Marin Hinkle may be most recognizable as the ex-wife to John Cryer’s neurotic Alan on the long-running Two and a Half Men, but now she does double duty as part of Amazon’s Golden Globe-winning The Marvelous Mrs. Maisel as Rose and ABC’s Speechless as school principal Dr. Miller.
What viewers might not realize is, in addition to her television success, Hinkle is an accomplished stage actor. She made her Broadway debut in the 1995 revival of The Tempest directed by Tony winner George C. Wolfe, followed that up with A Thousand Clowns in 1996 directed by eight-time Tony nominee Scott Ellis, and then starred in the 1998 production of Electra directed by five-time Tony nominee David Leveaux. Over the years, Hinkle appeared Off-Broadway in Tony winner Pam MacKinnon’s Dinner With Friends as well as in Luce at Lincoln Center Theater, The Fourth Sister at the Vineyard, A Dybbuk at the Public, and many more, not to mention her dozens of regional credits working at the Geffen Playhouse, South Coast Repertory, Williamstown Theatre Festival, and more. Her breadth of roles reflects her versatility as a performer, but currently she finds her niche as two perfectionist women “devoted to—and one might say obsessive about” the roles they play in society. Here, Hinkle proves her theatre credentials as she discusses the moments that shaped her career, what she loves most about working in television, and what it’s like to be part of two series that touch on the pulse of today’s hot-button issues.
What was your first professional job?
Marin Hinkle: My Children! My Africa! by Athol Fugard, at Portland Stage. What a wonderful play.
Is there a stage moment you witnessed (from the audience, from the wings, in rehearsal) that stays with you?
I was six and was dancing in the Boston Ballet’s production of The Nutcracker Suite. I remember being backstage and watching in the wings in absolute awe as the Christmas tree grew and grew hundreds of feet into the air. I was hooked for life.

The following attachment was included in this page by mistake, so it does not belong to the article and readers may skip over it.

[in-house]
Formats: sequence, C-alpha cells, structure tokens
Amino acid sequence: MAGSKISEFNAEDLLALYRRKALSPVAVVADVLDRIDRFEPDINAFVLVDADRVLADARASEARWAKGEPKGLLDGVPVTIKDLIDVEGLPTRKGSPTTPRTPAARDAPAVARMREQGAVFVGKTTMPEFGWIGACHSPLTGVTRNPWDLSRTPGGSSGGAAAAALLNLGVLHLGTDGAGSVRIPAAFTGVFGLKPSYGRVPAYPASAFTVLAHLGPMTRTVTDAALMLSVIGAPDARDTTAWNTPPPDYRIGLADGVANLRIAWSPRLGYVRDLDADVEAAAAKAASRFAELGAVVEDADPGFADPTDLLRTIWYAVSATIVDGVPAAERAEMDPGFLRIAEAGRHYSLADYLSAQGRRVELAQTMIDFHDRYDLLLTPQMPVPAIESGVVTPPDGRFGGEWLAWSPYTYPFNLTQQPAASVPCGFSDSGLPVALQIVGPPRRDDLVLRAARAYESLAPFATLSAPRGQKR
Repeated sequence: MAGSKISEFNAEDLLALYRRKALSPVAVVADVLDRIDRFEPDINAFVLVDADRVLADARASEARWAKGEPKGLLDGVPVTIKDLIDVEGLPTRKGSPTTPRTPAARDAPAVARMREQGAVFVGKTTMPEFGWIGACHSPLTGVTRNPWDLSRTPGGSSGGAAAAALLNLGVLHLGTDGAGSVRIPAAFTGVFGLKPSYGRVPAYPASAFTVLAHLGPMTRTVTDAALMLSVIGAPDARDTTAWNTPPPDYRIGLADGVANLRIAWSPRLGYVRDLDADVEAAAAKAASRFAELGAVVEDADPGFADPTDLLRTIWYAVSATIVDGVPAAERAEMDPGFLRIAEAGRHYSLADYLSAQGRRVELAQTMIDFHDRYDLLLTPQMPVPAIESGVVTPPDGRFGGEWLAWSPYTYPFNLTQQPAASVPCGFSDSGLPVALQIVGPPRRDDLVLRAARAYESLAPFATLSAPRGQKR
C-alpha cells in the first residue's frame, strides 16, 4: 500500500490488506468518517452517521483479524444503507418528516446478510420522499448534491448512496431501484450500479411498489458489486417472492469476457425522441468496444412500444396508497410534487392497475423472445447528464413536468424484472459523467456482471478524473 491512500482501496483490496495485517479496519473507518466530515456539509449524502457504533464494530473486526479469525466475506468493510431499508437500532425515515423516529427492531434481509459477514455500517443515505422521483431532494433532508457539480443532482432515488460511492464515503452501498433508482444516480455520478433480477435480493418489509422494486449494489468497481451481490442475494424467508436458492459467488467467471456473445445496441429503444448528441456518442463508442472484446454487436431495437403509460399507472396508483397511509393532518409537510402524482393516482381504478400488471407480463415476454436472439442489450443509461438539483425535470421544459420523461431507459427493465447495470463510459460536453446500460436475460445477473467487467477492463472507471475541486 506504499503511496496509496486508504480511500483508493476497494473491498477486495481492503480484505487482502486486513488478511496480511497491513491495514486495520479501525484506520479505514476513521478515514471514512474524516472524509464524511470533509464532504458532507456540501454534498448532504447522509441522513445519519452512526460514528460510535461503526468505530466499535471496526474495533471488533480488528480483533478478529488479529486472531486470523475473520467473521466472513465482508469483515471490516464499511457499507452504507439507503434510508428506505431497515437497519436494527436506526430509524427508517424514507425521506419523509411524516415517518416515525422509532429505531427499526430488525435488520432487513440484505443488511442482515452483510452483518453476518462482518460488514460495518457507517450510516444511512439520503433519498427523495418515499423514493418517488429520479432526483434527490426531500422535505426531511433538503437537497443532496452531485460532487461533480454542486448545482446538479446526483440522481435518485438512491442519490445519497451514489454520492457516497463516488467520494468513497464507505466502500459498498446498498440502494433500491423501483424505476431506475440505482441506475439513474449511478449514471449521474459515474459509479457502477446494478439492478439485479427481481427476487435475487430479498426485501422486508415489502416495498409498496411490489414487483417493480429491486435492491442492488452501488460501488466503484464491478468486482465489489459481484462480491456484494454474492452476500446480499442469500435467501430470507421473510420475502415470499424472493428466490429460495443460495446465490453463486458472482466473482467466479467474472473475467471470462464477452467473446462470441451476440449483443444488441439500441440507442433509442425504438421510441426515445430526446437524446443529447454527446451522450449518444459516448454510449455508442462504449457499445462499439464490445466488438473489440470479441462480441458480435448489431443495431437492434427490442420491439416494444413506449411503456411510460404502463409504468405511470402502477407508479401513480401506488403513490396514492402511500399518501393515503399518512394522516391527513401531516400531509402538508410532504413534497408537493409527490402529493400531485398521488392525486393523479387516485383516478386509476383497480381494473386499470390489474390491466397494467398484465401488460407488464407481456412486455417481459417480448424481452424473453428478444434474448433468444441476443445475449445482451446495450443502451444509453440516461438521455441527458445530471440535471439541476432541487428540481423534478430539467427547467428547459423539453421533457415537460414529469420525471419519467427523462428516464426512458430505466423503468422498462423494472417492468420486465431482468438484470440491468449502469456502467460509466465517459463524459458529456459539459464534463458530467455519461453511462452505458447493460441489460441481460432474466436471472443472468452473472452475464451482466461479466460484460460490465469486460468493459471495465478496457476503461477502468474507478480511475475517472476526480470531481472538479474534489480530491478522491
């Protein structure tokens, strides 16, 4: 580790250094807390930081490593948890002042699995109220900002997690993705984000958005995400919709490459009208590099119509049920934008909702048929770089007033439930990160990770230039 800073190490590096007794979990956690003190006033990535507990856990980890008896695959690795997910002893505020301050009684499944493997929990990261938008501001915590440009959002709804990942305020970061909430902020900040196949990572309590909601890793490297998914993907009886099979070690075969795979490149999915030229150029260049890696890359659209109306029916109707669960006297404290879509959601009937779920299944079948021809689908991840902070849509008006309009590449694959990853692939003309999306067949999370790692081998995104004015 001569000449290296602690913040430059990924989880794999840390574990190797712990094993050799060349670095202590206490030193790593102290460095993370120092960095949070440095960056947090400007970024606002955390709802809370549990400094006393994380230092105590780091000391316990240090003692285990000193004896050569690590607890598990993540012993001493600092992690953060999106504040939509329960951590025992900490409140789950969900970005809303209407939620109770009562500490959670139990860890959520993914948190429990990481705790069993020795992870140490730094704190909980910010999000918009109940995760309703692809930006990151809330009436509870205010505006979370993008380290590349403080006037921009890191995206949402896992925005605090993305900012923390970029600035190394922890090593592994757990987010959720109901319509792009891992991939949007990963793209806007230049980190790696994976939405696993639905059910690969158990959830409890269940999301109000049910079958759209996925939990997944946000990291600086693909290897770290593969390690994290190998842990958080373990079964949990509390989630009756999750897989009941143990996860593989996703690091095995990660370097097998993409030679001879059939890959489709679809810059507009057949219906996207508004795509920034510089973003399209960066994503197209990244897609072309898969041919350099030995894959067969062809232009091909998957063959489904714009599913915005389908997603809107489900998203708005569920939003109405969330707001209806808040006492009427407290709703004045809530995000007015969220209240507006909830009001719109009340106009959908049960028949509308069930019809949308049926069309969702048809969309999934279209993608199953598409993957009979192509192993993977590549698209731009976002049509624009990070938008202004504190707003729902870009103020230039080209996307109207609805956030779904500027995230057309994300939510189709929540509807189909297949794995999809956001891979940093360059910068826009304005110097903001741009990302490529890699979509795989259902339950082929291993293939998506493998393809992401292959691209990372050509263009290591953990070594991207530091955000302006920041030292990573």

What’s been the most rewarding experience onstage for you?
I did a production of Craig Lucas’s beautiful play, Blue Window, with some close friends. It was self-generated and started because a group of us (all women) were sitting around a kitchen table frustrated by our lack of work. We looked at each other and said, “What are we waiting for? Let’s just put up the play ourselves.” And we did.
Who is a collaborator from theatre who has made you better?
I think every actor and director I’ve worked with has affected me and helped me grow. I have been so fortunate to have been directed by the extraordinary Pam MacKinnon several times. And I have been inspired by the talents of the many women I’ve shared stages with over the years such as Lois Smith, Jean Stapleton, Zoe Wanamaker, Laura Linney, and Jessica Hecht.
What is your favorite part of doing TV that’s different from theatre?
The lack of control you have on a TV set is both frightening and inspiring. In the theatre, you know where you’re headed each night. In television, you may think you “know” your character on some level. But the next day you get your new script, and suddenly that woman you’ve played for years is transforming and deepened in ways you may never have imagined. I love that element of surprise.
You’re part of two shows that feel very of-the-moment in that Speechless finally spotlights a family as they grapple with one child having disabilities and Maisel with themes of female empowerment. What has working on these shows, specifically through the eyes of your respective characters, illuminated for you personally and as an actor?
I am moved by how hard Rose and Dr. Miller work to uphold their particular high standards within their respective environments—one a 1950s household, and the other a present-day high school. We all know people we love, people we work hard to please, but who seem to be forever disappointed. These two women want the best at all times, but can’t seem to find what they are looking for. The older I get, the more I realize it’s a constant battle, isn’t it? How do we allow for life’s imperfections, and let our predisposed ideas of right and wrong be questioned without losing faith? I suspect these two women hold it together with a drink or two (or ten) combined with visits to their therapists and fortune tellers.